At the client's side, I don't envision any end user would actually have to
deal with the OPES framework -- his/her desire to use services such as virus
scanning, filtering, translation, adaptation, etc would be honored by his
access provider on his behalf. So the access provider would generate and/or
load the relevant rule modules and proxylets on the clients' behalf onto the
OPES boxes. With that in mind, I guess I don't quite follow what you meant
here by "integration into the client"? Could you elaborate?
Also the knowledge about how to act on behalf of the client does not reside
on the content provider in this case -- it should reside with the access
provider, already in the OPES box or its Admin box.
I probably completely misunderstood your point here. Maybe you can provide
some more clarificaiton?
From: Mark Nottingham [mailto:mnot(_at_)akamai(_dot_)com]
Sent: Thursday, February 01, 2001 1:05 PM
To: Erickson, Rob
Subject: Re: OPES Ownership
There is an equivalent model between the client and their access
provider, through their terms of service/employment (as the case may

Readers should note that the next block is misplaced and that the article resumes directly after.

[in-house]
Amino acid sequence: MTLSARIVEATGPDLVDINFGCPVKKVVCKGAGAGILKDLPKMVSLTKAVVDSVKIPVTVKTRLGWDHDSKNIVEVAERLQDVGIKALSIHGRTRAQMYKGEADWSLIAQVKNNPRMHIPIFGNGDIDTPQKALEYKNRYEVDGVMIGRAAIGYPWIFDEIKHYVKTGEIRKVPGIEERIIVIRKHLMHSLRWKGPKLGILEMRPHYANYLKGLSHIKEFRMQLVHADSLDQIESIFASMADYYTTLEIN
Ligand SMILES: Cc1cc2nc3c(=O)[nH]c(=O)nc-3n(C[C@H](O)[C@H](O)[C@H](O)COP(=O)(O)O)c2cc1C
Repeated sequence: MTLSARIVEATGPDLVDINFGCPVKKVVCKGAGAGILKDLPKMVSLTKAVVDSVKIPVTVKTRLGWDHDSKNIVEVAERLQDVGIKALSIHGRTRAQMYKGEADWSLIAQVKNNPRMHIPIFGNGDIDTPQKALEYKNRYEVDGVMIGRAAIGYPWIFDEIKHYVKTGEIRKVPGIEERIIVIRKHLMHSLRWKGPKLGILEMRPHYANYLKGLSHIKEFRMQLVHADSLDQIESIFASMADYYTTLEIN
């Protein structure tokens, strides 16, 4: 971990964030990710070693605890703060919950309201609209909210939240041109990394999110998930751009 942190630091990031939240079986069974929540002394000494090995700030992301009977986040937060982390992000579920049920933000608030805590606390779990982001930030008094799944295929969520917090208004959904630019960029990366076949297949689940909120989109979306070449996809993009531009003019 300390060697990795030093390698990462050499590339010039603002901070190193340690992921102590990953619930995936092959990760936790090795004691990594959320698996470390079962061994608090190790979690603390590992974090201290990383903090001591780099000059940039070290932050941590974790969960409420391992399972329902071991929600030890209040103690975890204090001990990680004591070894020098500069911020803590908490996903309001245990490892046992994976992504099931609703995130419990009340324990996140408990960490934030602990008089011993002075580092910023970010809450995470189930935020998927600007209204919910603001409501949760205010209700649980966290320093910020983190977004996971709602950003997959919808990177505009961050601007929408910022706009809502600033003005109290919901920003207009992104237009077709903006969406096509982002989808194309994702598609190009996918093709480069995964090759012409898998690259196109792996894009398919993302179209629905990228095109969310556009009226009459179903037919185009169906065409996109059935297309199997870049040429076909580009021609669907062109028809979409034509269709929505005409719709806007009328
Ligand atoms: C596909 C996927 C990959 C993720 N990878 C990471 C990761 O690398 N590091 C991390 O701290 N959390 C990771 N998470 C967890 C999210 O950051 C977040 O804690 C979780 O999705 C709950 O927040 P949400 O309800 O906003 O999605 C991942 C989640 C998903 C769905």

be). However, while CDNs are developing mechanisms to allow content
providers to control how their objects are served, developing such
controls for client->access providers is much more difficult.
This is not only because it requires integration into the client --
which alone makes it a difficult issue. It also requires insight into
the semantics of messages -- both requests and responses -- to make
reasonable decisions about how to act. Unfortunately, this knowledge
resides at the content provider. URIs are explicitly opaque; current
systems which derive object characteristics from them are extremely
limited, and arguably limit the functionality and extensibility of
Mark Nottingham, Research Scientist
Akamai Technologies (San Mateo, CA)